The University College of the Cayman Islands began what is expected to be a years-long process Monday with a day-and-a-half event aimed at laying out a path for seeking accreditation from the Southern Association of Colleges and Schools. The move is seen as the next major step in UCCI’s evolution and is expected to raise its profile in the region and around the globe.
“This is the nation building work that we have committed to doing,” UCCI President and CEO Stacy McAfee said, addressing a gathering that included the university’s faculty and staff along with members of the Board of Governors, community supporters and students. They were tasked with charting a course to address the requirements for accreditation by the U.S.-based body. Taking on the task, she said, “shows our desire to adopt and reflect international standards of excellence in everything we do.”
Taking this move has been talked about in the past, but seeking such accreditation is an arduous task that McAfee said will involve the efforts of everyone at the university.
The process began Monday with a series of tightly organized workshops designed to define the elements necessary for UCCI to meet the SACS requirements and establish a framework for achieving them. Groups of 10 faculty and staff members will tackle the 14 principles of SACS accreditation, from such things as operating with integrity and defining the school’s mission to institutional planning, educational policies, financial resources and transparency.
Mark Scotland, chairman of the Board of Governors, was one of the workshop participants. He also addressed the group at the start of the event.
“We’re very proud today to embark on this process of seeking accreditation,” Scotland said, adding that achieving that goal would validate the quality of a UCCI education and “give the government and our partners’ confidence in continuing to fund UCCI.”
Scotland also relayed the support of Minister of Education Juliana O’Connor-Connolly, saying she regretted not being able to attend the event.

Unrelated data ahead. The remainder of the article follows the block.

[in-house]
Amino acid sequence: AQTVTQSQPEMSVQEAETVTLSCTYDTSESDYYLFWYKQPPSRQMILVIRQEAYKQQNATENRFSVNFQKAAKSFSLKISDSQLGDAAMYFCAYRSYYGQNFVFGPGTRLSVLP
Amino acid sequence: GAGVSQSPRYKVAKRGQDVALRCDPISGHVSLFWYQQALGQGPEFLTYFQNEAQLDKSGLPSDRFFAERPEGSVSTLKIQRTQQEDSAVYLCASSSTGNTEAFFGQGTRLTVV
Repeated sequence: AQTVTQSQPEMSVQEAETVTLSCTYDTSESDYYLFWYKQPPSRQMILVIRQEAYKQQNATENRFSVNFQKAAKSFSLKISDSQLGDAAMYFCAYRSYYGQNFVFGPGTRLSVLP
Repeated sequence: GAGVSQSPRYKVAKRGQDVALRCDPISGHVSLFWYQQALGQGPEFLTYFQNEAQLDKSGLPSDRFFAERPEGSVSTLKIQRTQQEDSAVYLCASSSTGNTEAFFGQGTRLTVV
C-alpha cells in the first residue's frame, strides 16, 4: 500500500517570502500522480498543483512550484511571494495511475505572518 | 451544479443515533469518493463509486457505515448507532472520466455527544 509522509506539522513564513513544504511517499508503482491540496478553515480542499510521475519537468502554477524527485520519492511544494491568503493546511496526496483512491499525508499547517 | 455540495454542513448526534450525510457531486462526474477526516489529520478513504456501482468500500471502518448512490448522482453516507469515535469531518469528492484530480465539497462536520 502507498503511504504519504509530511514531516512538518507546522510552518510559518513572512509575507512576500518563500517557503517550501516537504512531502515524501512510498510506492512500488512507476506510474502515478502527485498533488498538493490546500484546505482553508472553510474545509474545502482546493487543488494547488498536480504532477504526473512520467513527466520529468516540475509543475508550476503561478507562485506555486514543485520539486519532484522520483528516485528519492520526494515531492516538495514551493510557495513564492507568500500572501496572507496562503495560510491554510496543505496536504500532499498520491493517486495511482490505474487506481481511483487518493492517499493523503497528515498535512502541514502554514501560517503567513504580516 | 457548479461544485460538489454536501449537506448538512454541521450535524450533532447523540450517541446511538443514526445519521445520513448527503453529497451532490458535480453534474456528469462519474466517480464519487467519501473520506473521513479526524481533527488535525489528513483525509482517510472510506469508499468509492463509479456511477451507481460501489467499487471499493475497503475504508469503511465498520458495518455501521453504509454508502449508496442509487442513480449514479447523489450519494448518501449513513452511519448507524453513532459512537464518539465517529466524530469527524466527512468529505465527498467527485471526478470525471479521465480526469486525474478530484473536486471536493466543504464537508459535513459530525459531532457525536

Interim Provost and Vice President J.D. Mosley-Matchett said there are other accreditations UCCI could pursue, but the international recognition a SACS affiliation offers is the best fit for the university. Although she expects the initial application to be completed by the end of 2021, the complex accreditation process is expected to take three to four years to complete, she said.
UCCI already holds accreditation from the Accreditation Service for International Schools, Colleges and Universities in the United Kingdom and the Kansas-based International Accreditation Council for Business Education.
Membership in SACS would align UCCI with such schools as Georgia State University, Alabama State University and Florida International University. It would bring greater opportunity for collaboration between UCCI and such schools, including scholarly research.
“Accreditation by SACS will once and for all dispel any doubt about the quality of education at UCCI,” Mosley-Matchett said. “The result will elevate UCCI’s profile, both locally and globally.”
McAfee said the school will have to do such things as document student achievement, ensure there are appropriate levels of staffing and support, and encourage ongoing professional development for its personnel, including fostering scholarship and research.
The process, she said will strengthen, but not change the fundamental character of the university.
“We strive to become even better year over year and do it in a way that is relevant to the Cayman Islands,” she said, while ensuring that “the programs offered reflect the needs of our nation.”